ANXIETY

ANXIETY DISORDER

Anxiety Disorder is a mental illness that involves excessive and uncontrollable worry. This worry can manifest in many ways, including panic attacks, obsessive thoughts, and paralyzing fears. People with an anxiety disorder often feel like they are under siege and can struggle to function in situations that would otherwise be seen as normal. For some people, anxiety can become so intense and constant that it can even feel like they have no control over their lives. This is when anxiety becomes a disorder.

Anxiety disorders are real, serious medical conditions — just as real and serious as physical disorders such as heart disease or diabetes. It is the most common type of mental disorder in the United States. The good news is that anxiety disorder is highly treatable, and with the right combination of medication and therapy, most people can live full and productive lives.

SYMPTOMS OF ANXIETY
DISORDER

Anxiety is characterized by mimicking “fight or flight” reactions to defend yourself from perceived danger. Some people have intense fears when circumstances are unresolved. They tend to catastrophize, fixating on the worst possible outcome. But people with an anxious mood are also prone to a more rapid onset reaction.

Anxiety can make it hard to concentrate or remember things. You may feel like you can’t control your worry or that it’s out of proportion to the situation. Your heart races, and you may feel nauseous, lightheaded, or dizzy. You may have trouble sleeping or feel exhausted from trying to manage your anxiety.

Anxiety disorders are by far the most commonly found mental health condition in the United States. An estimated 40 million adults live with an anxiety disorder, about 18% of the population (ADAA, Anxiety Disorders - Facts & Statistics 2022). But only 36.9% of people with anxiety disorders receive treatment.

An anxiety disorder is diagnosed when a person has symptoms of anxiety that last for at least six months and are not caused by another medical condition, such as a thyroid problem or taking certain medications.

Anxiety disorder symptoms can vary significantly from person to person, but some are commonly seen. People with an anxiety disorder may experience regular panic attacks, which can cause a wide range of intense physical and emotional symptoms. Additionally, people with an anxiety disorder may struggle to control their impulses and may engage in risky or self-destructive behaviors as a way of coping with their anxiety.

TYPES OF ANXIETY
DISORDERS

Generalized Anxiety Disorder (GAD)
GAD causes people to have obsessive thoughts or fears that dominate their lives and keep them from living in the present. As a result, they are constantly concerned about their future. Two-thirds of the people in the United States are diagnosed with generalized anxiety disorder. People with GAD can have a tough time managing their everyday lives.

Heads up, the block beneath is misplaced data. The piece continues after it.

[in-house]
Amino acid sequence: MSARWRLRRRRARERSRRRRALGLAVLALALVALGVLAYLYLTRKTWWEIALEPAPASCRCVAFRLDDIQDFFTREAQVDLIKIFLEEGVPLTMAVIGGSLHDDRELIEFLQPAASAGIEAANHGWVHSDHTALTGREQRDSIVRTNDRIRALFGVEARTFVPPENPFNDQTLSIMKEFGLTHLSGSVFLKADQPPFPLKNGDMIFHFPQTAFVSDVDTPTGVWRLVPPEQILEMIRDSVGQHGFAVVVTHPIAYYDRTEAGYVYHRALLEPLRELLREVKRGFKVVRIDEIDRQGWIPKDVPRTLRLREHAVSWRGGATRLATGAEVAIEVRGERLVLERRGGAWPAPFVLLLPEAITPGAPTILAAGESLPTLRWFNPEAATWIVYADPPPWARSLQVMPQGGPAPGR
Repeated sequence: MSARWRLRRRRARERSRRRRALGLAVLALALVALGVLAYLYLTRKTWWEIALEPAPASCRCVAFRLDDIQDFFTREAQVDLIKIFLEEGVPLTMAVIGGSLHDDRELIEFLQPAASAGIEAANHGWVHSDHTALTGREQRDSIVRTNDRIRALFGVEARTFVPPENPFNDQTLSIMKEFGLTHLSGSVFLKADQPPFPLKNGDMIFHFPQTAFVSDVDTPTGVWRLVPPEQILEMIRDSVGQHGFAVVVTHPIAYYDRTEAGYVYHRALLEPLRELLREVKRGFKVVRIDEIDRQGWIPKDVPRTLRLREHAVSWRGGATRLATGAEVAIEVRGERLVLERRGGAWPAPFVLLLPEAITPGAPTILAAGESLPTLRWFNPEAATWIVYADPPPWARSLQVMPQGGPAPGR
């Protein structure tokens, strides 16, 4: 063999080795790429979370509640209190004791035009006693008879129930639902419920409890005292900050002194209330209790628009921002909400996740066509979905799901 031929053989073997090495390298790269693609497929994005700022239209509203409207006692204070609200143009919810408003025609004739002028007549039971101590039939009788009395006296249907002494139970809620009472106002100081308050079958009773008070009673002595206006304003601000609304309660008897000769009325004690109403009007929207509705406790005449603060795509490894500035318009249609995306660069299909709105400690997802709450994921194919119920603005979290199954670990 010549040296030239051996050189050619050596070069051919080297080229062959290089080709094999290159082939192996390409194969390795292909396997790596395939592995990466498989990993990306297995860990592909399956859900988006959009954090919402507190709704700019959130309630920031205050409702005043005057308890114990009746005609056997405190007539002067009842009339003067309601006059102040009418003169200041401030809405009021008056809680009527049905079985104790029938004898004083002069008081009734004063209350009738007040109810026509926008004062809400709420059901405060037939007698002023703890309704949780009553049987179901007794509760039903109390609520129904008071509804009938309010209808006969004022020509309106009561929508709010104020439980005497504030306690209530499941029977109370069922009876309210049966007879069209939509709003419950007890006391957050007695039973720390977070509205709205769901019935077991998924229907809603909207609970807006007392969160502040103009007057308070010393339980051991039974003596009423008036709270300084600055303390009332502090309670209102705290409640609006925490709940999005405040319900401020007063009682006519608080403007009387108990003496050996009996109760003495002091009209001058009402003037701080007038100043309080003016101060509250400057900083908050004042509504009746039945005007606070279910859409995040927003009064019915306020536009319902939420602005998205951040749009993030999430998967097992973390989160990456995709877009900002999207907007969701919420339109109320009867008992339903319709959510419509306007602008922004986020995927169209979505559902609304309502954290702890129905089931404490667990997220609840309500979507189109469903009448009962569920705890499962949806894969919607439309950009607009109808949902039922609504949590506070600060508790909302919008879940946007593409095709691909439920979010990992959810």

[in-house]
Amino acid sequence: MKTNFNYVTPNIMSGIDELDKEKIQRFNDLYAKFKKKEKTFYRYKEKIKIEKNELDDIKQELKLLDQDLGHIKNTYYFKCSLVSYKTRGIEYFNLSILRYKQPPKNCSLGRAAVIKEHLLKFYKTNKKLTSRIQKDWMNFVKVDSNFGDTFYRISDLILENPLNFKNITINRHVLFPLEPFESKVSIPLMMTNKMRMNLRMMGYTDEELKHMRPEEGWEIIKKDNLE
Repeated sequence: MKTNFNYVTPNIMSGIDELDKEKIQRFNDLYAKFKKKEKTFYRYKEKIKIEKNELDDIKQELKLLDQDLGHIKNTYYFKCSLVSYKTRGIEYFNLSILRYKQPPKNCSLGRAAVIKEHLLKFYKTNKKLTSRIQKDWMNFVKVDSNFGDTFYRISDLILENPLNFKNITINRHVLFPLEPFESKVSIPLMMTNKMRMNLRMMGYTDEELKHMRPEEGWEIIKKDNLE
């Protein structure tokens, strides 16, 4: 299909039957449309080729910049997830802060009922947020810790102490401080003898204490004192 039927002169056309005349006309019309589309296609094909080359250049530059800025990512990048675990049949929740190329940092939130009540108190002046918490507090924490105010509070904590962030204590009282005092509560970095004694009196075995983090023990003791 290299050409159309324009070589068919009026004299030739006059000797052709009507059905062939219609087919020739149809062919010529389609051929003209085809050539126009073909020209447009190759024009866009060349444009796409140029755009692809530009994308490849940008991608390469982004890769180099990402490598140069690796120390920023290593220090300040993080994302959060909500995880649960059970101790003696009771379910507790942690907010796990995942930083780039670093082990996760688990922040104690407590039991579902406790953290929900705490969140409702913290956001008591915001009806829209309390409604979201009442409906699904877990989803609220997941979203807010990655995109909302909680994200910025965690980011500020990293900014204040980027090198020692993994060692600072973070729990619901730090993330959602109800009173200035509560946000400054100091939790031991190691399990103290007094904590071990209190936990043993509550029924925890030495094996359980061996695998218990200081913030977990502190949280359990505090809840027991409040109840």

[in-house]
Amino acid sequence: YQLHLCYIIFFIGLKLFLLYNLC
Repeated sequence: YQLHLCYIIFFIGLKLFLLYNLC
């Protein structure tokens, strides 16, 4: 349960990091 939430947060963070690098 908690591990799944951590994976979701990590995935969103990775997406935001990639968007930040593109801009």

Social anxiety disorder (SAD)
SAD can affect as many as 7% of people. Some SAD patients feel uncomfortable in social settings. Occasionally, people feel these emotions in the presence of casual encounters. Often people with social anxiety try to avoid social situations. In severe cases, there can be minimal contact with their family and other relatives.

Panic Disorder
Most people experiencing panic disorders suffer panic attacks. It is a severe, physically distressing episode. External events may cause panic but often occur without warning. Panic disorders affect about 33% of the population but are more commonly seen among women than males.

WHAT ARE THE MOST EFFECTIVE TREATMENT
OPTIONS FOR ANXIETY DISORDER?

There is no blanket answer to this question, as the most effective intervention for anxiety disorder may vary depending on a person’s specific situation and needs. Symptoms can be treated through a mixture of psychotherapy and pharmacotherapy.

Inpatient Anxiety Treatment
Psyclarity Health specializes in addiction treatment and rehabilitation for disorders that frequently accompany it. If symptoms are severe, the safest option is to get treated inside. Clients receive support at all times during the day or night while in safe, sober conditions. Inpatient treatment is helpful for treating anxiety disorders and supporting any additional issues that may emerge. Individuals who have difficulties following outpatient therapy or require more intensive assistance to stabilize may benefit from this treatment level.

What to Expect During Residential Treatment for Anxiety
Admission to an inpatient facility usually begins with an assessment to ensure the client is an appropriate candidate for the level of care offered. This evaluation often includes a physical examination, psychological testing, and a review of the client’s history. If it is determined that inpatient treatment is the best step, the next phase is detoxification.

Detoxification is sometimes necessary for those who have been using substances to self-medicate their anxiety. During this time, clients will be closely monitored by a medical team to ensure their safety and comfort. Once detox is complete, clients will begin participation in individual and group therapy sessions designed to help them understand and cope with their anxiety. Our mental health treatment programs include many therapeutic activities such as Art and Music Therapy and practices that support psychotherapies like Cognitive Behavioral Therapy. In addition to traditional talk therapy, clients may also participate in alternative therapies such as yoga or equine-assisted therapy.

Therapy
Therapy can help people with anxiety disorder to identify and understand their triggers, work through their fears, and develop healthy coping mechanisms. The use of cognitive-behavioral therapy, in particular, has produced promising results. Medication can also be an effective way to manage anxiety, as it can help regulate the chemicals in the brain responsible for causing it. Finally, self-care is essential for people with anxiety disorder, as it can help them to manage their symptoms and maintain their mental health.

Cognitive behavioral therapy (CBT)
Based on extensive research, psychosocial and cognitive-behavioral therapy is considered the strongest psychotherapy for anxiety treatment. Cognitive behavior therapies are practical therapies that help individuals unlearn bad habits. During treatment, the patient will be taught ways of switching to healthier alternatives.